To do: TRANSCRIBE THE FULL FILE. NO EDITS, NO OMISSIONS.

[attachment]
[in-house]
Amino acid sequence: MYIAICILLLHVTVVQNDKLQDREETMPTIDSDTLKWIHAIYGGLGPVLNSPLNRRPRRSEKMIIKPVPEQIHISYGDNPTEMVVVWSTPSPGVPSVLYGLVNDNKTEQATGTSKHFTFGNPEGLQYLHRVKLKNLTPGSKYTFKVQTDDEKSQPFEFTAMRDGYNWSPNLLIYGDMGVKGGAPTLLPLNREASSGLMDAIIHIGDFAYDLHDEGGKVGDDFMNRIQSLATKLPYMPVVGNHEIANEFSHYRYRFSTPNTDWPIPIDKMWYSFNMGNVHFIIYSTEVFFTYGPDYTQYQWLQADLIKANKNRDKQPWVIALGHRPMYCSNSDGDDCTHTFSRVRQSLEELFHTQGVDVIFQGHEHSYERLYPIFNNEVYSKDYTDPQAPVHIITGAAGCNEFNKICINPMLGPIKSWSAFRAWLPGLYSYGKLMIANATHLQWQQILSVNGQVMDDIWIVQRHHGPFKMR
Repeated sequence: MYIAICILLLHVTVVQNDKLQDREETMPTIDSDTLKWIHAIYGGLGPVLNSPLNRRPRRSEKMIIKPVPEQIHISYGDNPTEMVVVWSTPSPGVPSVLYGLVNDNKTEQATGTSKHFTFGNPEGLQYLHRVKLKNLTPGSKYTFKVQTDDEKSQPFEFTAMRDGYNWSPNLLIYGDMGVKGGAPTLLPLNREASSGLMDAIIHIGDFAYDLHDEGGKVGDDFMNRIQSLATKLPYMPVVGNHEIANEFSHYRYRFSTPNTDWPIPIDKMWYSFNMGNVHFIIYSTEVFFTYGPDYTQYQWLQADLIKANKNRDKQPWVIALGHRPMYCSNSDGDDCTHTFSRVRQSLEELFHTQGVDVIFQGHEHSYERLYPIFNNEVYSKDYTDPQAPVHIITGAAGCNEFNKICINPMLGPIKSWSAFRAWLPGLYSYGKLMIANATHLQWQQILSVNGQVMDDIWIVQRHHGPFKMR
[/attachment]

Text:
[in-house]
Amino acid sequence: MYIAICILLLHVTVVQNDKLQDREETMPTIDSDTLKWIHAIYGGLGPVLNSPLNRRPRRSEKMIIKPVPEQIHISYGDNPTEMVVVWSTPSPGVPSVLYGLVNDNKTEQATGTSKHFTFGNPEGLQYLHRVKLKNLTPGSKYTFKVQTDDEKSQPFEFTAMRDGYNWSPNLLIYGDMGVKGGAPTLLPLNREASSGLMDAIIHIGDFAYDLHDEGGKVGDDFMNRIQSLATKLPYMPVVGNHEIANEFSHYRYRFSTPNTDWPIPIDKMWYSFNMGNVHFIIYSTEVFFTYGPDYTQYQWLQADLIKANKNRDKQPWVIALGHRPMYCSNSDGDDCTHTFSRVRQSLEELFHTQGVDVIFQGHEHSYERLYPIFNNEVYSKDYTDPQAPVHIITGAAGCNEFNKICINPMLGPIKSWSAFRAWLPGLYSYGKLMIANATHLQWQQILSVNGQVMDDIWIVQRHHGPFKMR
Repeated sequence: MYIAICILLLHVTVVQNDKLQDREETMPTIDSDTLKWIHAIYGGLGPVLNSPLNRRPRRSEKMIIKPVPEQIHISYGDNPTEMVVVWSTPSPGVPSVLYGLVNDNKTEQATGTSKHFTFGNPEGLQYLHRVKLKNLTPGSKYTFKVQTDDEKSQPFEFTAMRDGYNWSPNLLIYGDMGVKGGAPTLLPLNREASSGLMDAIIHIGDFAYDLHDEGGKVGDDFMNRIQSLATKLPYMPVVGNHEIANEFSHYRYRFSTPNTDWPIPIDKMWYSFNMGNVHFIIYSTEVFFTYGPDYTQYQWLQADLIKANKNRDKQPWVIALGHRPMYCSNSDGDDCTHTFSRVRQSLEELFHTQGVDVIFQGHEHSYERLYPIFNNEVYSKDYTDPQAPVHIITGAAGCNEFNKICINPMLGPIKSWSAFRAWLPGLYSYGKLMIANATHLQWQQILSVNGQVMDDIWIVQRHHGPFKMR